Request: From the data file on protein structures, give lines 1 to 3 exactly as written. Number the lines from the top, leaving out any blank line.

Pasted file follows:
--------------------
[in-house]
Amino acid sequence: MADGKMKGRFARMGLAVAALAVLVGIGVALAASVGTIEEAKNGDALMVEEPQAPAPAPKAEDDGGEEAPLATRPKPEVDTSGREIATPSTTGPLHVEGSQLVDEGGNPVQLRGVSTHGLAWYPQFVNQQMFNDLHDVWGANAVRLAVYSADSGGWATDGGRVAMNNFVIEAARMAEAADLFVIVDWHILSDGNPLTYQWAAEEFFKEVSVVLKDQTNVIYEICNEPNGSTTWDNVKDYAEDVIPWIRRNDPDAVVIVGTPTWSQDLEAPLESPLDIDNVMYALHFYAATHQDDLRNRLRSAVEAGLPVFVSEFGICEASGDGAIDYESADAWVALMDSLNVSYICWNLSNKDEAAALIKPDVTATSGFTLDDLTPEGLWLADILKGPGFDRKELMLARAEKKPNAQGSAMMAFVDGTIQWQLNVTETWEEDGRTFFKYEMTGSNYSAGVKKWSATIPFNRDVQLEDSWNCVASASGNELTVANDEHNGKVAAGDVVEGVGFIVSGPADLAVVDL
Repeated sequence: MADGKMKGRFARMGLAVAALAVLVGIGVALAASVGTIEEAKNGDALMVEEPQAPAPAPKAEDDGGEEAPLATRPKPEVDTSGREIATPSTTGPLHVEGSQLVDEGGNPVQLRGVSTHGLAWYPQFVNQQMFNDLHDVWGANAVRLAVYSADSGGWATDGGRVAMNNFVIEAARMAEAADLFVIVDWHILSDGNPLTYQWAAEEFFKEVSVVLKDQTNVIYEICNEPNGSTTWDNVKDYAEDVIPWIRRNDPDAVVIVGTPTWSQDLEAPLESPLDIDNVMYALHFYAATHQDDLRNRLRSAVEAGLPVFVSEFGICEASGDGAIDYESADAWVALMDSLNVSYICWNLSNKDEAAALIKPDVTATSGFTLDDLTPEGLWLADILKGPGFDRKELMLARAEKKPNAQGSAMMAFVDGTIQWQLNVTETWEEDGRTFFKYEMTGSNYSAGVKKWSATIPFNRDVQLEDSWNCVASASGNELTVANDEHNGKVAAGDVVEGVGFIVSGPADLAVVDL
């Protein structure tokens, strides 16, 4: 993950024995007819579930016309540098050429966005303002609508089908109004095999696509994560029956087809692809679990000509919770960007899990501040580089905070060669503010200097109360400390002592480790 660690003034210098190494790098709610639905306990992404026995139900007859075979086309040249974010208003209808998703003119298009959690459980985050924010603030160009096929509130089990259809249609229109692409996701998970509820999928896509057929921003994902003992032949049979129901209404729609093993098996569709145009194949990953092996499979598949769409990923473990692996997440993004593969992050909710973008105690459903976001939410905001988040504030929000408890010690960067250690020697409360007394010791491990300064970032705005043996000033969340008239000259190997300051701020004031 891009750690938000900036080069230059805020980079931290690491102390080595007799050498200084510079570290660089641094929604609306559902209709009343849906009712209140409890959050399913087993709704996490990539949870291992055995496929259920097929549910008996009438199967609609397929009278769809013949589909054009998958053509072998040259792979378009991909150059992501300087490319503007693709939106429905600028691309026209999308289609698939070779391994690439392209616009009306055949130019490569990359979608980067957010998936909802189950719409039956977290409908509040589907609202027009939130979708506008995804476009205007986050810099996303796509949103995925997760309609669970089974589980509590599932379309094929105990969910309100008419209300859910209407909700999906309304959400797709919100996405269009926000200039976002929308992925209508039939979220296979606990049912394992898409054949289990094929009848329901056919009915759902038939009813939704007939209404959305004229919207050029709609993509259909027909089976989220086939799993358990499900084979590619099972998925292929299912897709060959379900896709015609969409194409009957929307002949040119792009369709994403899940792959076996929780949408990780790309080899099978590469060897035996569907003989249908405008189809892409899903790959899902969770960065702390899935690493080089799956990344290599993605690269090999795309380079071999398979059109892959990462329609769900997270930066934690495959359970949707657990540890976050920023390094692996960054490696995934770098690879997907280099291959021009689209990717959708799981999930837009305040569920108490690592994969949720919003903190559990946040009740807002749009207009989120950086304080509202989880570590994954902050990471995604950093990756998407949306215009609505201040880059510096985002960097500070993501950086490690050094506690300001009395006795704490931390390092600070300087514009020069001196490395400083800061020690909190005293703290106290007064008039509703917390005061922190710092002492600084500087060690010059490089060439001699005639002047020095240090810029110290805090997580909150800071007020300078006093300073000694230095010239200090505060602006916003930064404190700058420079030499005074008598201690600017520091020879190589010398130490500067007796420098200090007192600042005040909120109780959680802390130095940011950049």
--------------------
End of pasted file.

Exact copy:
[in-house]
Amino acid sequence: MADGKMKGRFARMGLAVAALAVLVGIGVALAASVGTIEEAKNGDALMVEEPQAPAPAPKAEDDGGEEAPLATRPKPEVDTSGREIATPSTTGPLHVEGSQLVDEGGNPVQLRGVSTHGLAWYPQFVNQQMFNDLHDVWGANAVRLAVYSADSGGWATDGGRVAMNNFVIEAARMAEAADLFVIVDWHILSDGNPLTYQWAAEEFFKEVSVVLKDQTNVIYEICNEPNGSTTWDNVKDYAEDVIPWIRRNDPDAVVIVGTPTWSQDLEAPLESPLDIDNVMYALHFYAATHQDDLRNRLRSAVEAGLPVFVSEFGICEASGDGAIDYESADAWVALMDSLNVSYICWNLSNKDEAAALIKPDVTATSGFTLDDLTPEGLWLADILKGPGFDRKELMLARAEKKPNAQGSAMMAFVDGTIQWQLNVTETWEEDGRTFFKYEMTGSNYSAGVKKWSATIPFNRDVQLEDSWNCVASASGNELTVANDEHNGKVAAGDVVEGVGFIVSGPADLAVVDL
Repeated sequence: MADGKMKGRFARMGLAVAALAVLVGIGVALAASVGTIEEAKNGDALMVEEPQAPAPAPKAEDDGGEEAPLATRPKPEVDTSGREIATPSTTGPLHVEGSQLVDEGGNPVQLRGVSTHGLAWYPQFVNQQMFNDLHDVWGANAVRLAVYSADSGGWATDGGRVAMNNFVIEAARMAEAADLFVIVDWHILSDGNPLTYQWAAEEFFKEVSVVLKDQTNVIYEICNEPNGSTTWDNVKDYAEDVIPWIRRNDPDAVVIVGTPTWSQDLEAPLESPLDIDNVMYALHFYAATHQDDLRNRLRSAVEAGLPVFVSEFGICEASGDGAIDYESADAWVALMDSLNVSYICWNLSNKDEAAALIKPDVTATSGFTLDDLTPEGLWLADILKGPGFDRKELMLARAEKKPNAQGSAMMAFVDGTIQWQLNVTETWEEDGRTFFKYEMTGSNYSAGVKKWSATIPFNRDVQLEDSWNCVASASGNELTVANDEHNGKVAAGDVVEGVGFIVSGPADLAVVDL